BIOS

BIOS


This section of the ITFreeTraining courses will look at the BIOS. BIOS or Basic Input/Output System is the software that is responsible for initially testing and communicating with your hardware. Without the BIOS the computer would not start. This video will look at what the BIOS can do, upgrading the BIOS and how the BIOS works.

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What is BIOS?
To start with, I will first look at what the BIOS is. Essentially, the BIOS is a microchip found on the motherboard. BIOS is essentially what is referred to as firmware. Firmware contains basic low-level software that controls the hardware in the device it is installed in. In the case of computers, the BIOS contains basic input and output software which is used to communicate with hardware. When the computer is first switched on, the BIOS software is used to test the hardware within and connected to the computer. Once complete, the software in the BIOS is used to access the hardware.
BIOS was first created in 1975 by IBM. It was later reverse engineered to be used in non-IBM computers. Nowadays there are three companies that make the majority of BIOS chips and IBM is not one of them. I will now have a closer look at what happens when a computer starts up, to give you a better understanding of how the BIOS works and what it does.

Powering Up PC
To start with, I will first look at what happens when the power button is pressed on a computer. When the power button is pressed, a circuit is closed which causes a test to be preformed of the computer’s power supply. If there is a problem with the power supply, usually there will be no power output at all and the computer will not start.
If the power supply test is o.k., the power supply will send power to the CPU. Now the CPU has powered up, it will start executing instructions, because that is what a CPU was designed to do. In order to do this, it needs software and this is where the BIOS comes into play.

Load BIOS Software
The BIOS is essentially a microchip on the motherboard. This is also often referred to as firmware. Older BIOS chips use Electrically Erasable Programming Read-Only memory called EEPROM, whereas modern BIOS uses flash RAM. This allows the code in the BIOS to be updated, but the code on the BIOS cannot be directly run from the chip itself.
In order for the CPU to execute the code in the BIOS, the code in the BIOS is copied to the memory inside the computer. So essentially this means that in order for a computer to start, it requires memory. If you attempt to power up a computer that does not have memory installed, the motherboard will emit a number of beeps to alert you that there is a problem.
Once the BIOS code has been copied to memory, the CPU can now start executing the code. So essentially what happens is this. When you press the power button, the code in the BIOS is copied to memory and then is executed by the CPU. The next question is, what does this code do?

Posts Tests
The next step is that the BIOS performs a number of tests. These tests are referred to as POST or power- on self-test. These are a number of quick tests to check everything appears to be working. There may still be hardware faults, but the POST tests should pick up any basic problems.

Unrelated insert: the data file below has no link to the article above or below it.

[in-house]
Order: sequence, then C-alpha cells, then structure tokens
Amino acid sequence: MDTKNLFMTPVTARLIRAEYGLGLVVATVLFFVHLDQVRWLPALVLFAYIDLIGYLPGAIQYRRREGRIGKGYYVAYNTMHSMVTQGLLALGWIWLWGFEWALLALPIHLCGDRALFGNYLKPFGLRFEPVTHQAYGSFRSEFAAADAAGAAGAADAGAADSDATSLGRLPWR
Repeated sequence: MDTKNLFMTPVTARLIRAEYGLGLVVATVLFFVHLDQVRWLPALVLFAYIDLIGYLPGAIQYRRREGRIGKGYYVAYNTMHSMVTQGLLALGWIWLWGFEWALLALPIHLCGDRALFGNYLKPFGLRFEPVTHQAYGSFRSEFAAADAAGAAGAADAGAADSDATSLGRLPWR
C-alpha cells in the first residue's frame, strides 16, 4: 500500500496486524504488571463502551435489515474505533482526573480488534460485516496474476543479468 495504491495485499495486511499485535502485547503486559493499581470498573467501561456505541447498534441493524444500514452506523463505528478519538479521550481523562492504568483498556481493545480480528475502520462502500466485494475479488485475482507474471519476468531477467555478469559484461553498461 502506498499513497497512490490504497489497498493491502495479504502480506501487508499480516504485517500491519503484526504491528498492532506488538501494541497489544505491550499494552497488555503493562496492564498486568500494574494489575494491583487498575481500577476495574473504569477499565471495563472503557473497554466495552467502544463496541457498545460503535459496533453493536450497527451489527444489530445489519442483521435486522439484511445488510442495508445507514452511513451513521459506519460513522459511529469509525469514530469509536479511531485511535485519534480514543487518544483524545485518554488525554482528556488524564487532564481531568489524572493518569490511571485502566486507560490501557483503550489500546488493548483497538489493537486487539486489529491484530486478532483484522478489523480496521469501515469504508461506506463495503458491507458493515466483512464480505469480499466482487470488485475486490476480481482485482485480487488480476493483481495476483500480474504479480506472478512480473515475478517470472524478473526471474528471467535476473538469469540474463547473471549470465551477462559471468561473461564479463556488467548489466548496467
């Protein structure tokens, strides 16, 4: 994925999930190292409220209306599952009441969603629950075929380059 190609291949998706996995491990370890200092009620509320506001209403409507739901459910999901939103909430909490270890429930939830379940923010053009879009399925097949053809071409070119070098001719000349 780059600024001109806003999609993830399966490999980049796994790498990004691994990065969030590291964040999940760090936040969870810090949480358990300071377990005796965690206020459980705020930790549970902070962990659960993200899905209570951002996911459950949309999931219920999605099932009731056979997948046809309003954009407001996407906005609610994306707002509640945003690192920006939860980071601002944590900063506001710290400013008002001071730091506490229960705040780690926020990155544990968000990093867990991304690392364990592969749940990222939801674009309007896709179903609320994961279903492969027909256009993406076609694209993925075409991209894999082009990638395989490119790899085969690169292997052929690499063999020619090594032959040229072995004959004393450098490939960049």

POST tests include but are not limited to, checking the memory installed. This is a quick check to see if everything appears to be working correctly. There are a number of memory testing software tools available that can do more advanced tests if required.
Tests also include checks of any attached storage devices. This is basic testing to ensure the devices start up and are accepting commands. For example, a hard disk test would spin the drive up and test it to ensure the drive can be accessed.
Other checks include checking the keyboard. The check tests every key on the keyboard. Depending on the BIOS, if a stuck key is detected a warning message will appear.
Any devices like a mouse are also checked. This includes devices like trackpads and trackballs.
Next, the BIOS will initialize any additional BIOS chips installed in devices inside the computer. For example, a BIOS contained in a RAID controller. The BIOS allows access to storage devices connected to the computer, however it may not be able to access storage connected to expansion cards like RAID controllers. This is because RAID controllers will often use manufacturer specific code. Having an additional BIOS on the RAID controller allows additional code to be loaded to access the storage connected to the RAID. Without this, it would not be possible to boot from storage connected to a RAID controller. So what happens if a problem is found when the computer first starts up?

Beep Codes
If a problem is detected, the computer will make a series of beeps. Unfortunately, there is no common standard for these beeps. Different BIOS will have different beep codes. A lot of BIOS however, use similar beep codes.
First, pretty much all BIOS will have one beep if all tests are passed and no errors are detected. The beep will sound like this.
If there is a problem with the video card, most BIOS will have a long beep followed by two or three short beeps like this.
If there is a problem with the memory in the computer, the computer may give an indefinite or long beep like this.
Both a video and memory error can potentially mean that there will be no video displayed. So, regardless of which BIOS is being used and the beep codes that I hear, if I have a black screen when the computer starts and I hear long or multiple beeps, I would check the video and memory first. Often the problem may be as simple as the memory module or video card are not seated correctly.

Visual Errors
If the video, CPU and memory are all working, you should get something displayed. Depending on the error, what BIOS you have and how it is configured, you may get an error message displayed on the screen.